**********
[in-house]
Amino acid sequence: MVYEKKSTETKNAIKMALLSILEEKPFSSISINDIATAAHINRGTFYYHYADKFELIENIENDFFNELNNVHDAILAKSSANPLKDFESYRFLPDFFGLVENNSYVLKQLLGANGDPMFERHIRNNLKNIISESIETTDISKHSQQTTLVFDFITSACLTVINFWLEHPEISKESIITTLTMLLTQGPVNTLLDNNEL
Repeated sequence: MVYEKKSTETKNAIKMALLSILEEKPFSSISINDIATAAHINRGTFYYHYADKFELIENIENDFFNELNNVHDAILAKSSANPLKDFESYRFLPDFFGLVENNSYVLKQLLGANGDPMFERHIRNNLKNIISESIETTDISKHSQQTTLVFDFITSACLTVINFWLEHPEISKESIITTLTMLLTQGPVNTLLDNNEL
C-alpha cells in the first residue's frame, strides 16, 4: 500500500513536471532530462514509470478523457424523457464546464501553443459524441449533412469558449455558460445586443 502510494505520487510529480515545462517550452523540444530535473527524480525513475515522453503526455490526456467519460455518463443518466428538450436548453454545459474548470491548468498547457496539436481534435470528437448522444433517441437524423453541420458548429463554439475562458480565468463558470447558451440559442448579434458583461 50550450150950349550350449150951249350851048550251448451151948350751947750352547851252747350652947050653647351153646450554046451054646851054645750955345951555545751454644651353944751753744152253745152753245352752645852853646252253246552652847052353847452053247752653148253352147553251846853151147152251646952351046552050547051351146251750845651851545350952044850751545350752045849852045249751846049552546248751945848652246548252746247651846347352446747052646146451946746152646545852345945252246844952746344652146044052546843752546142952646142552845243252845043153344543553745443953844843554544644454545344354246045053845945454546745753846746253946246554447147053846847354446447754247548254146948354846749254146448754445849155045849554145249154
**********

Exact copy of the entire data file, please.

[in-house]
Amino acid sequence: MVYEKKSTETKNAIKMALLSILEEKPFSSISINDIATAAHINRGTFYYHYADKFELIENIENDFFNELNNVHDAILAKSSANPLKDFESYRFLPDFFGLVENNSYVLKQLLGANGDPMFERHIRNNLKNIISESIETTDISKHSQQTTLVFDFITSACLTVINFWLEHPEISKESIITTLTMLLTQGPVNTLLDNNEL
Repeated sequence: MVYEKKSTETKNAIKMALLSILEEKPFSSISINDIATAAHINRGTFYYHYADKFELIENIENDFFNELNNVHDAILAKSSANPLKDFESYRFLPDFFGLVENNSYVLKQLLGANGDPMFERHIRNNLKNIISESIETTDISKHSQQTTLVFDFITSACLTVINFWLEHPEISKESIITTLTMLLTQGPVNTLLDNNEL
C-alpha cells in the first residue's frame, strides 16, 4: 500500500513536471532530462514509470478523457424523457464546464501553443459524441449533412469558449455558460445586443 502510494505520487510529480515545462517550452523540444530535473527524480525513475515522453503526455490526456467519460455518463443518466428538450436548453454545459474548470491548468498547457496539436481534435470528437448522444433517441437524423453541420458548429463554439475562458480565468463558470447558451440559442448579434458583461 50550450150950349550350449150951249350851048550251448451151948350751947750352547851252747350652947050653647351153646450554046451054646851054645750955345951555545751454644651353944751753744152253745152753245352752645852853646252253246552652847052353847452053247752653148253352147553251846853151147152251646952351046552050547051351146251750845651851545350952044850751545350752045849852045249751846049552546248751945848652246548252746247651846347352446747052646146451946746152646545852345945252246844952746344652146044052546843752546142952646142552845243252845043153344543553745443953844843554544644454545344354246045053845945454546745753846746253946246554447147053846847354446447754247548254146948354846749254146448754445849155045849554145249154